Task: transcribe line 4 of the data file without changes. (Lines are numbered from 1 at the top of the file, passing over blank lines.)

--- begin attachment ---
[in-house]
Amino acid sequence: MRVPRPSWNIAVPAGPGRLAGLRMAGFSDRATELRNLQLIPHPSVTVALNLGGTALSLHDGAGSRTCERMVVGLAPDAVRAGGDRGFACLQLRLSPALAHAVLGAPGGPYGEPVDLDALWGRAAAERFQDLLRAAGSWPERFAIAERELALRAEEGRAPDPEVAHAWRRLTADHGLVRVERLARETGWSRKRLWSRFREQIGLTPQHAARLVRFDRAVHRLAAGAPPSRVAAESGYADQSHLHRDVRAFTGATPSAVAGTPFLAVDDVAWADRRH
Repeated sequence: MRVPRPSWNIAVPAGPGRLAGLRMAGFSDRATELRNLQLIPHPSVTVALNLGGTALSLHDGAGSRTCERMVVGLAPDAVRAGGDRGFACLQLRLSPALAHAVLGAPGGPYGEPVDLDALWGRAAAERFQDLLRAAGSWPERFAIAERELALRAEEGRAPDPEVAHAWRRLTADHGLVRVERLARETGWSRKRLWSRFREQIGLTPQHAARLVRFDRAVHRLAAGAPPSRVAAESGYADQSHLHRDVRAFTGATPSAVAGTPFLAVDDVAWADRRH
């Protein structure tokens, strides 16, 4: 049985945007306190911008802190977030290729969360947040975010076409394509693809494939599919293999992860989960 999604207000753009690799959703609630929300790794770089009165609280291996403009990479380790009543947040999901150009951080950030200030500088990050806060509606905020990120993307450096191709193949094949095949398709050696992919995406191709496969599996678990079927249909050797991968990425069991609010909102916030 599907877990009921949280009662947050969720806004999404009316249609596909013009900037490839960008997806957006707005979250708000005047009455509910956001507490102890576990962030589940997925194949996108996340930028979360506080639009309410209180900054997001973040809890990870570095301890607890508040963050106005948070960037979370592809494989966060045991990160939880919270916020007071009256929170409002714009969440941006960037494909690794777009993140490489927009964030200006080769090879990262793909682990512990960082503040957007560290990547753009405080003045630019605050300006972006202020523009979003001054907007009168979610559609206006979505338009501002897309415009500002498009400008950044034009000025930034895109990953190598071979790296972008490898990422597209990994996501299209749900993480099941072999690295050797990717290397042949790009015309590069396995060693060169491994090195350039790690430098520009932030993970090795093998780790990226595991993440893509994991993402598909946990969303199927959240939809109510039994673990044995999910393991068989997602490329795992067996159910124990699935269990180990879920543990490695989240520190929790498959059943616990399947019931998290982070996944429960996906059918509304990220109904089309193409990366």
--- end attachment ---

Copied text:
């Protein structure tokens, strides 16, 4: 049985945007306190911008802190977030290729969360947040975010076409394509693809494939599919293999992860989960 999604207000753009690799959703609630929300790794770089009165609280291996403009990479380790009543947040999901150009951080950030200030500088990050806060509606905020990120993307450096191709193949094949095949398709050696992919995406191709496969599996678990079927249909050797991968990425069991609010909102916030 599907877990009921949280009662947050969720806004999404009316249609596909013009900037490839960008997806957006707005979250708000005047009455509910956001507490102890576990962030589940997925194949996108996340930028979360506080639009309410209180900054997001973040809890990870570095301890607890508040963050106005948070960037979370592809494989966060045991990160939880919270916020007071009256929170409002714009969440941006960037494909690794777009993140490489927009964030200006080769090879990262793909682990512990960082503040957007560290990547753009405080003045630019605050300006972006202020523009979003001054907007009168979610559609206006979505338009501002897309415009500002498009400008950044034009000025930034895109990953190598071979790296972008490898990422597209990994996501299209749900993480099941072999690295050797990717290397042949790009015309590069396995060693060169491994090195350039790690430098520009932030993970090795093998780790990226595991993440893509994991993402598909946990969303199927959240939809109510039994673990044995999910393991068989997602490329795992067996159910124990699935269990180990879920543990490695989240520190929790498959059943616990399947019931998290982070996944429960996906059918509304990220109904089309193409990366």